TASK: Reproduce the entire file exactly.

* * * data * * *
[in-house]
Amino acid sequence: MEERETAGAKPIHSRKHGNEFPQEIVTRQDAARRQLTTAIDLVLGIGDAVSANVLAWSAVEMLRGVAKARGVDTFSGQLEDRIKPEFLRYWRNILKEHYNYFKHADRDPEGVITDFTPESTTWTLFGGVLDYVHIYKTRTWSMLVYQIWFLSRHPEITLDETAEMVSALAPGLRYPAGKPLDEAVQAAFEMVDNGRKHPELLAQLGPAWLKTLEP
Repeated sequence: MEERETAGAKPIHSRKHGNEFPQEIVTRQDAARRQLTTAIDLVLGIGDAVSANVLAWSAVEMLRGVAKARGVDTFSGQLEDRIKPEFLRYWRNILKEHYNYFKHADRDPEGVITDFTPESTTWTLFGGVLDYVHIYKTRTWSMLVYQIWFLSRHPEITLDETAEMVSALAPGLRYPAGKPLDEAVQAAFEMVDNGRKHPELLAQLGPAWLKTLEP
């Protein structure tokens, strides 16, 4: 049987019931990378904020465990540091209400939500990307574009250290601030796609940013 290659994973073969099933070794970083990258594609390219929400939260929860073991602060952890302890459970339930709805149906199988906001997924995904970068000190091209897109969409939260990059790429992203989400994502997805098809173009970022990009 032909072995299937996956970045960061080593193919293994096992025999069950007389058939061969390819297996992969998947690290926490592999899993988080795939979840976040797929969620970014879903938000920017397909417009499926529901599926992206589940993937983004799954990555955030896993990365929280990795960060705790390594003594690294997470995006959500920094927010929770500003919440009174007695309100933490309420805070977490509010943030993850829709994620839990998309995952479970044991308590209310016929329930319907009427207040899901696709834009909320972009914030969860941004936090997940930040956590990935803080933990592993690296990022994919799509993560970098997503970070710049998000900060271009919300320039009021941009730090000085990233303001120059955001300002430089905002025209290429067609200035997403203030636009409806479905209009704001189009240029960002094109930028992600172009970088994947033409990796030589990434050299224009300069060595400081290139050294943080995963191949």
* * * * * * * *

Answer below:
[in-house]
Amino acid sequence: MEERETAGAKPIHSRKHGNEFPQEIVTRQDAARRQLTTAIDLVLGIGDAVSANVLAWSAVEMLRGVAKARGVDTFSGQLEDRIKPEFLRYWRNILKEHYNYFKHADRDPEGVITDFTPESTTWTLFGGVLDYVHIYKTRTWSMLVYQIWFLSRHPEITLDETAEMVSALAPGLRYPAGKPLDEAVQAAFEMVDNGRKHPELLAQLGPAWLKTLEP
Repeated sequence: MEERETAGAKPIHSRKHGNEFPQEIVTRQDAARRQLTTAIDLVLGIGDAVSANVLAWSAVEMLRGVAKARGVDTFSGQLEDRIKPEFLRYWRNILKEHYNYFKHADRDPEGVITDFTPESTTWTLFGGVLDYVHIYKTRTWSMLVYQIWFLSRHPEITLDETAEMVSALAPGLRYPAGKPLDEAVQAAFEMVDNGRKHPELLAQLGPAWLKTLEP
């Protein structure tokens, strides 16, 4: 049987019931990378904020465990540091209400939500990307574009250290601030796609940013 290659994973073969099933070794970083990258594609390219929400939260929860073991602060952890302890459970339930709805149906199988906001997924995904970068000190091209897109969409939260990059790429992203989400994502997805098809173009970022990009 032909072995299937996956970045960061080593193919293994096992025999069950007389058939061969390819297996992969998947690290926490592999899993988080795939979840976040797929969620970014879903938000920017397909417009499926529901599926992206589940993937983004799954990555955030896993990365929280990795960060705790390594003594690294997470995006959500920094927010929770500003919440009174007695309100933490309420805070977490509010943030993850829709994620839990998309995952479970044991308590209310016929329930319907009427207040899901696709834009909320972009914030969860941004936090997940930040956590990935803080933990592993690296990022994919799509993560970098997503970070710049998000900060271009919300320039009021941009730090000085990233303001120059955001300002430089905002025209290429067609200035997403203030636009409806479905209009704001189009240029960002094109930028992600172009970088994947033409990796030589990434050299224009300069060595400081290139050294943080995963191949």